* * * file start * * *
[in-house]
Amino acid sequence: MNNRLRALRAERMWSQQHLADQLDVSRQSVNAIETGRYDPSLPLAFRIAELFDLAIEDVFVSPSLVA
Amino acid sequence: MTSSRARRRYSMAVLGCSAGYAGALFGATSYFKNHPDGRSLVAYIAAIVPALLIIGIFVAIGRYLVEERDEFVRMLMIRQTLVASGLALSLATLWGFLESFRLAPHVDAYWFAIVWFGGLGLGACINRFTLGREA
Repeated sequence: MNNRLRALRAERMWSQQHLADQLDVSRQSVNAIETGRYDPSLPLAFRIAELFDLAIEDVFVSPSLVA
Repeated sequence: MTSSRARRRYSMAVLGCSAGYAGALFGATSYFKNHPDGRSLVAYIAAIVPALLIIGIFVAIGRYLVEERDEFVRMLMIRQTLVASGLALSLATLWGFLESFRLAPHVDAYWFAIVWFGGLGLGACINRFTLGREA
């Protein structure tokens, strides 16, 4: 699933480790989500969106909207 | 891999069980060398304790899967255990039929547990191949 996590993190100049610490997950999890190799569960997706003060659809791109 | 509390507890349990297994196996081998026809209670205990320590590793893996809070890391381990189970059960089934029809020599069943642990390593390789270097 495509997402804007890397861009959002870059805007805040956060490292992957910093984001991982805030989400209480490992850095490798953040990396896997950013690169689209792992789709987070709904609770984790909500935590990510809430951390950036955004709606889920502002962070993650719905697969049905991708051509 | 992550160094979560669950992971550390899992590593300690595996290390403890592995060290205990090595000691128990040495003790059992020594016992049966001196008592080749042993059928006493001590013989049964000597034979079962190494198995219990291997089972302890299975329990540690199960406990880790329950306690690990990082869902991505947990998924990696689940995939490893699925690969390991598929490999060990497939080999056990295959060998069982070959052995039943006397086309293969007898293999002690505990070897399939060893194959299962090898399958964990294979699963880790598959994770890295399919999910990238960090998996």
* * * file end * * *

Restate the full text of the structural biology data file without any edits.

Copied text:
[in-house]
Amino acid sequence: MNNRLRALRAERMWSQQHLADQLDVSRQSVNAIETGRYDPSLPLAFRIAELFDLAIEDVFVSPSLVA
Amino acid sequence: MTSSRARRRYSMAVLGCSAGYAGALFGATSYFKNHPDGRSLVAYIAAIVPALLIIGIFVAIGRYLVEERDEFVRMLMIRQTLVASGLALSLATLWGFLESFRLAPHVDAYWFAIVWFGGLGLGACINRFTLGREA
Repeated sequence: MNNRLRALRAERMWSQQHLADQLDVSRQSVNAIETGRYDPSLPLAFRIAELFDLAIEDVFVSPSLVA
Repeated sequence: MTSSRARRRYSMAVLGCSAGYAGALFGATSYFKNHPDGRSLVAYIAAIVPALLIIGIFVAIGRYLVEERDEFVRMLMIRQTLVASGLALSLATLWGFLESFRLAPHVDAYWFAIVWFGGLGLGACINRFTLGREA
């Protein structure tokens, strides 16, 4: 699933480790989500969106909207 | 891999069980060398304790899967255990039929547990191949 996590993190100049610490997950999890190799569960997706003060659809791109 | 509390507890349990297994196996081998026809209670205990320590590793893996809070890391381990189970059960089934029809020599069943642990390593390789270097 495509997402804007890397861009959002870059805007805040956060490292992957910093984001991982805030989400209480490992850095490798953040990396896997950013690169689209792992789709987070709904609770984790909500935590990510809430951390950036955004709606889920502002962070993650719905697969049905991708051509 | 992550160094979560669950992971550390899992590593300690595996290390403890592995060290205990090595000691128990040495003790059992020594016992049966001196008592080749042993059928006493001590013989049964000597034979079962190494198995219990291997089972302890299975329990540690199960406990880790329950306690690990990082869902991505947990998924990696689940995939490893699925690969390991598929490999060990497939080999056990295959060998069982070959052995039943006397086309293969007898293999002690505990070897399939060893194959299962090898399958964990294979699963880790598959994770890295399919999910990238960090998996």